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Is the Fed’s Tapering Hurting Emerging Markets?

January 30, 2014 | About:
I spoke to Varney & Company’s Charles Payne this morning about the emerging market selloff and what is driving it.

At its heart?

Current account deficits. Turkey, South Africa, Argentina and Brazil—the countries that have been in the headlines the most of late—all have large current account deficits. Part of this is due to slowing commodity exports to a slowing China, but the strength of the local consumer economy—particularly in Turkey and South Africa—is a factor as well.

All else equal, a country that persistently imports more than it exports will see its currency weaken. Of course, all else is rarely equal, and large capital inflows in the form of direct investment and portfolio investment can cause a country’s currency to remain strong even in the face of persistent deficits. This was certainly the case for the United States during the “strong dollar” days of the late 1990s.

It was just a few years ago that emerging market finance ministers fretted that too much capital was flowing their way and causing currency values to rise to the point of choking off economic activity. Annoyed by the rapid appreciation of the real, Brazilian finance minister Guido Mantega declared that he was fighting a “currency war” to keep the real competitive, and that he had no intentions of losing.

Ah, those were the days.

It is important to realize that, while emerging currencies can always go lower, this is not 1997. We are not on the verge of a major emerging market crisis, unless something radically changes from today’s status quo. Unlink in 1997, most of the countries seeing their currencies come under pressure are on floating exchange rate regimes and, frankly, a little depreciation is not entirely a bad thing if it boosts exports and closes the current account deficit. In the meantime, we’re getting some fantastic bargains in many emerging stock markets.

Google Sells Its Handset Business

I also spoke with Mr. Payne about Google’s (GOOG) selling its handset business to Lenovo.

Leave it to Google to keep us all guessing. When Google first bought Motorola Mobility in 2011, we all assumed it was a “land grab” for the company’s patents. Google was getting sued on multiple fronts for alleged patent infringement related to its Android operating system.

We all expected Google to keep the patents…and dump the hardware business. Yet Google surprised us all by making a go at it as a manufacturer.

In the final analysis, was it a bad move for Google? Not really. After various assets were stripped and sold off, Google ended up paying about $4 billion for the patent portfolio. Given Google’s cash hoard, that is pocket change, and we may never know the extent to which Android needed those patents to avoid punitive lawsuits.

Going forward, Google will have a cleaner balance sheet without the hardware business, and selling to Lenovo makes good business sense. Lenovo has a great presence in emerging markets, and it helps reduce Google’s dependency on Samsung.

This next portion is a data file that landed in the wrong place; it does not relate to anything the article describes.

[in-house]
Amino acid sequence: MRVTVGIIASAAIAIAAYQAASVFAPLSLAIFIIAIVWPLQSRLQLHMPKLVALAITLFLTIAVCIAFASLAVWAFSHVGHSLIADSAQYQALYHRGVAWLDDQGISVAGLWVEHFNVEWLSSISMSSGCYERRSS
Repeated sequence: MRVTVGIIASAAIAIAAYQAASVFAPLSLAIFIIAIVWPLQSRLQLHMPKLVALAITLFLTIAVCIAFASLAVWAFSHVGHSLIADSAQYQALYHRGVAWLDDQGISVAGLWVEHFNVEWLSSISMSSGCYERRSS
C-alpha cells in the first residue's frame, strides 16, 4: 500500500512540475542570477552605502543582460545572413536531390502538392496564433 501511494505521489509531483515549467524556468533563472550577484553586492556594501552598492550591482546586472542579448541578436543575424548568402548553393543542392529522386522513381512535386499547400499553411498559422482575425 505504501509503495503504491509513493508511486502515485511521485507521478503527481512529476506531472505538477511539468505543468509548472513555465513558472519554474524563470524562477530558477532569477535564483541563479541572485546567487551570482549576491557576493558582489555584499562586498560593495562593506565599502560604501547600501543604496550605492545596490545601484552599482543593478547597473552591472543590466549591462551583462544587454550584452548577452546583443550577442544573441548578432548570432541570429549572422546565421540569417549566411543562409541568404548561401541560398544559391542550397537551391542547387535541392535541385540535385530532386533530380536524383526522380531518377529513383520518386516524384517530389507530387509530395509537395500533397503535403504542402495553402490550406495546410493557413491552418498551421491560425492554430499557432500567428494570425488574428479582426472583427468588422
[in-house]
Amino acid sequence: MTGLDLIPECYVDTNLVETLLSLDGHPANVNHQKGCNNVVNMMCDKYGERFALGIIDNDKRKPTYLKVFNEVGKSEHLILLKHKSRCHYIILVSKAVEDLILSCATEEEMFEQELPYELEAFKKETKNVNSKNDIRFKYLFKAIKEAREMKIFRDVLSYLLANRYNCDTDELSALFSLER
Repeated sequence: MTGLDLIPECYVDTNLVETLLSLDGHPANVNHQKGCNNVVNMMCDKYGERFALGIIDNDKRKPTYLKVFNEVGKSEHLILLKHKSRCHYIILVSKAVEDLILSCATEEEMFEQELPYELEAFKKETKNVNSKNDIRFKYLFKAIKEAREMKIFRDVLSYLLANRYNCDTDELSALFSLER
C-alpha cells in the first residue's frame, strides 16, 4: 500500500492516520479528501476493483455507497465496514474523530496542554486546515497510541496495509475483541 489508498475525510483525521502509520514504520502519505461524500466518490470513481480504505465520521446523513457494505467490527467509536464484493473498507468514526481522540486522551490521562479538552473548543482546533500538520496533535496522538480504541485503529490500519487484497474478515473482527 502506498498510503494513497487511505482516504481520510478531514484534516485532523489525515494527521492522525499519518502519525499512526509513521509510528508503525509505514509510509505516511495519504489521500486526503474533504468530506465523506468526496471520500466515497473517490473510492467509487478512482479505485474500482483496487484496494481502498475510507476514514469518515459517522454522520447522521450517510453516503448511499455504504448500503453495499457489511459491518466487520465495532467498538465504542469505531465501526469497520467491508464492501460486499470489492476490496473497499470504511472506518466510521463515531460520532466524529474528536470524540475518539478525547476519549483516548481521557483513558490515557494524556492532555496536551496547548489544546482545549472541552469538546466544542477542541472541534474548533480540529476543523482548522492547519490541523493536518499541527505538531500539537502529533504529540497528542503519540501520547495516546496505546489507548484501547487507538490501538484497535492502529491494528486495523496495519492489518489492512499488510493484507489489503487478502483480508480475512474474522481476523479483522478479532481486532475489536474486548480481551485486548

About the author:

Charles Sizemore
Charles Lewis Sizemore, CFA is the Chief Investment Officer of Sizemore Capital Management. Please contact our offices today for a portfolio consultation.

Mr. Sizemore has been a repeat guest on Fox Business News, has been quoted in Barron’s Magazine and the Wall Street Journal, and has been published in many respected financial websites, including MarketWatch, TheStreet.com, InvestorPlace, MSN Money, Seeking Alpha, Stocks, Futures, and Options Magazine and The Daily Reckoning.

Visit Charles Sizemore's Website


Rating: 1.7/5 (3 votes)

Comments

AlbertaSunwapta
AlbertaSunwapta - 10 months ago

Back in the fall I raised the following questions as part of my concern about North American market values being risky and that, as everyone knows, interest rates and exchange rates are interrelated.  ZIRP doesn't exist in a vacuum.  Competing countries drop their currencies to capture market share and thus it could finally impact on North America's historically high, to date non-mean reverting profit margins.  Right now though it seems the currencies are dropping despite EM market support actions.  As such tapering may have unclear and quite un-intended consequences.  To me that means pronouncements of fair market valuations don't preclude the possibility that fair values can't become great values.

 

"...there's ZIRP and there's FX. As in the 1930s I'd say there's a higher risk of competitive exchange rate devaluations occurring in some unexpected way that may blindside Fed policies. Also, when the Fed. Reserve stops buying, who will replace it in the market? Would yields move up in its absence? Going forward any interest rate normalization, in a non-deflationary environment, will probably mean companies then needing financing will see their profit margins squeezed as their costs rise. The window of opportunity in insanely low cost financing may be closing."

http://www.gurufocus.com/news/228434/dont-get-fooled-again

 

Today in the WSJ ...

"The situation is very different form the 1997 Asian crisis, when developing countries’ currency reserves were far lower and their exchange rates were pegged at unsustainably high levels. Nonetheless, the history of those tumultuous events provides a valuable reminder of how quickly these seemingly distant places’ problems can spread into U.S. and European markets."

Source:
The Fed Erred in Ignoring Emerging Markets - MoneyBeat - WSJ
http://blogs.wsj.com/moneybeat/2014/01/29/the-fed-erred-in-ignoring-emerging-markets/

 

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